Five Minutes and Two Weeks



Without planning to, I just completed a personal experiment about the effects of overreacting and worrying about things that never come to pass. A couple of weeks ago, I made a rather harsh statement before a group of people and although true and needful, it was hurtful and probably should not have been said. Immediately, I regretted my decision to speak up.

To relieve the pressure I had imposed on myself, I began a blog post using the following quote…

It takes 20 years to build a reputation and five minutes to ruin it. If you think about that, you’ll do things differently.” – Warren Buffett

The post was never completed, but my actions continued to eat away at me for the following week. Each time I faced the people who heard my speech, all I wanted to do was hide. I felt like everyone’s eyes were on me, secretly despising me for the accusations I had made. It was awful. I wanted to erase the past, but couldn’t.

Because I couldn’t, I decided to make amends in the only way I could find. My attempt to do so felt somewhat promising, but I still believed that my reputation had been ruined for good.

Moving ahead to today, two weeks after my objectionable speech…

I wanted to write a post this morning, but didn’t know which topic to choose. So for inspiration I checked my draft folder and what did I find? This one, about ruined reputations.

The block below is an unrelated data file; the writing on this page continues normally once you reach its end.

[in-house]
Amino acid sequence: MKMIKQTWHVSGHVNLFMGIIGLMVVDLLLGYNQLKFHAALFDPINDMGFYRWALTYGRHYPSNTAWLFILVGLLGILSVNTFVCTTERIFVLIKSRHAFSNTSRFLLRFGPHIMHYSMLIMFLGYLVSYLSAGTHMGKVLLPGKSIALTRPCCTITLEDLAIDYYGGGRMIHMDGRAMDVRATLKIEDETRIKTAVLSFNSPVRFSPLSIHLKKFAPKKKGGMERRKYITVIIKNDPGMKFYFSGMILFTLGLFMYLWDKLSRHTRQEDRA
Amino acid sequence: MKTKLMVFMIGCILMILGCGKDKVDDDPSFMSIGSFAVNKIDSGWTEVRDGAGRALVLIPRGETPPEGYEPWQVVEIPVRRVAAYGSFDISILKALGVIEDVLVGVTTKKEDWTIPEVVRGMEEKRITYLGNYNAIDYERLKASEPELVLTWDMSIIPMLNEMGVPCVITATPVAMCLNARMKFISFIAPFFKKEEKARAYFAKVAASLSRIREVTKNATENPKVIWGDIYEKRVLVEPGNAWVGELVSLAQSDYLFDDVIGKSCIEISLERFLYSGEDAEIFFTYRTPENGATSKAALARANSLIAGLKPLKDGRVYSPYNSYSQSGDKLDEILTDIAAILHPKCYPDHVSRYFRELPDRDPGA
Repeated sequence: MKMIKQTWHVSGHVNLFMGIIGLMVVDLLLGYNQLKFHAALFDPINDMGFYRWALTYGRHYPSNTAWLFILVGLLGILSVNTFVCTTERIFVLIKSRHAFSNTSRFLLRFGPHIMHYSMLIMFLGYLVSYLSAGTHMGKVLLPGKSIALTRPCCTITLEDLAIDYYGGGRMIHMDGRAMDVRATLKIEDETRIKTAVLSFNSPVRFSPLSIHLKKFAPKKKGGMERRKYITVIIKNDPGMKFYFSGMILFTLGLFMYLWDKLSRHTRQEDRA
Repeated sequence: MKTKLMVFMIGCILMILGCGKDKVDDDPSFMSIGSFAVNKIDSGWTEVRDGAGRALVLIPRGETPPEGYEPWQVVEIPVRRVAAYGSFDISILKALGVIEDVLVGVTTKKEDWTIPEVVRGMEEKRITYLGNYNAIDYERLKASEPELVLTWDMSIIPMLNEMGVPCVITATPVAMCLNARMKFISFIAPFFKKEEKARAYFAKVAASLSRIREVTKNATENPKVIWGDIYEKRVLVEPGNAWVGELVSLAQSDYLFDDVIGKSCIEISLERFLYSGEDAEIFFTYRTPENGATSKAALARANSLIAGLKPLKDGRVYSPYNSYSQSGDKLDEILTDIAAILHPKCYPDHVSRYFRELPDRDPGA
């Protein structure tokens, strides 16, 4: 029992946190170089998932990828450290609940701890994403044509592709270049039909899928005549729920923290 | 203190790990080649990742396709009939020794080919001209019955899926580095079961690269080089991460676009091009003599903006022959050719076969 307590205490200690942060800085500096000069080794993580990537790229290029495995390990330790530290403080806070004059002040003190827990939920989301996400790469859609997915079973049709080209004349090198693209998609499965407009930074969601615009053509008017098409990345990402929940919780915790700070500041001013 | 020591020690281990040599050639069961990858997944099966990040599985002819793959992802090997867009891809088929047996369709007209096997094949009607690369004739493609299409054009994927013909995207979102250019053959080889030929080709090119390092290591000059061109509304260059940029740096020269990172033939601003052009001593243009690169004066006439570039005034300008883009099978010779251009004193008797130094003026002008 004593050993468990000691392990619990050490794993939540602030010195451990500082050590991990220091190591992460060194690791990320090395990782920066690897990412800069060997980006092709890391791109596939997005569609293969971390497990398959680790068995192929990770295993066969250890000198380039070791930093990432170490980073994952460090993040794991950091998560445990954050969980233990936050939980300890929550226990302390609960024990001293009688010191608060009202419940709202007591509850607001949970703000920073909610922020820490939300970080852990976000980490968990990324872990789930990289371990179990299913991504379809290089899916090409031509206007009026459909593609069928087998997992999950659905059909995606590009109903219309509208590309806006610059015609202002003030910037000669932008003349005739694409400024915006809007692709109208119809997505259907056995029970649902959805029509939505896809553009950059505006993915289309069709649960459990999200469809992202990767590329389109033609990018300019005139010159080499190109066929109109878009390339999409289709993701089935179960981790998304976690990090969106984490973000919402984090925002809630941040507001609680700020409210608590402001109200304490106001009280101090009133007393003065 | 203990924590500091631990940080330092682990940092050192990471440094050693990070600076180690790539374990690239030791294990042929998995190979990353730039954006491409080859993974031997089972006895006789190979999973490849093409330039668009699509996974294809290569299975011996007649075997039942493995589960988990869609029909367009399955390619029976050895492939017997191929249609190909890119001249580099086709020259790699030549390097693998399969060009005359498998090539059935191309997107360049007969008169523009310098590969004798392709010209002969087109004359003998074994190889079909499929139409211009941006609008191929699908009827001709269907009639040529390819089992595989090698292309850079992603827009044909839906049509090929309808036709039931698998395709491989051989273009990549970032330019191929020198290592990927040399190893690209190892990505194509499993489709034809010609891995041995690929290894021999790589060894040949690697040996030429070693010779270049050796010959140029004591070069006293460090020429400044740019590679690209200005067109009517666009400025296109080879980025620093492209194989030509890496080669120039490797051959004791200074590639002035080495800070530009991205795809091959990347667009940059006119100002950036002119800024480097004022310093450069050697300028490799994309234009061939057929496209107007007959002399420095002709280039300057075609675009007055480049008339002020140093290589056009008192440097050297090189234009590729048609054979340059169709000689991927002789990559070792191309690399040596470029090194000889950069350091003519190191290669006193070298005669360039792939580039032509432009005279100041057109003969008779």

To my great relief, I can’t publish it now.

It’s interesting and somewhat comical how things can change so much in just a matter of days. Two weeks ago, I was tempted with the thought of moving (which is something we’ve been considering anyway) just to escape the hatred from others I was convinced that I had brought upon myself. Today, with life mostly back to normal, I realize how silly that thought was. Talk about overreacting.

I’ve learned a few things during this unintentional experiment of mine:

  1. Most people don’t like to hear the truth, even when it’s necessary for growth and improvement.
  2.  If you’re going to make an important speech it is best to rehearse it first, to ensure that your thoughts are expressed correctly. Not only will this prevent you from offending others unintentionally, it will also help the audience to be more receptive to your message.
  3. If you’re having second thoughts about sharing an opinion, it would be wise to think again.
  4. You can’t run away from your problems, especially when the problems reside within you.
  5. A strong person stays to face the music. Only the weak run.
  6. If you’re facing a dilemma, whether self-imposed or brought on by others, take a deep breath, relax and give it time. It will likely fix itself.
  7. While we’re beating ourselves up and living in a cloud of regret and self-condemnation, everyone else has long forgotten and moved on.

Although our reputation can be ruined in a matter of five minutes and we should be very careful to preserve it, in most cases it will remain intact. This is especially true if we realize our error and make a sincere effort to rectify it.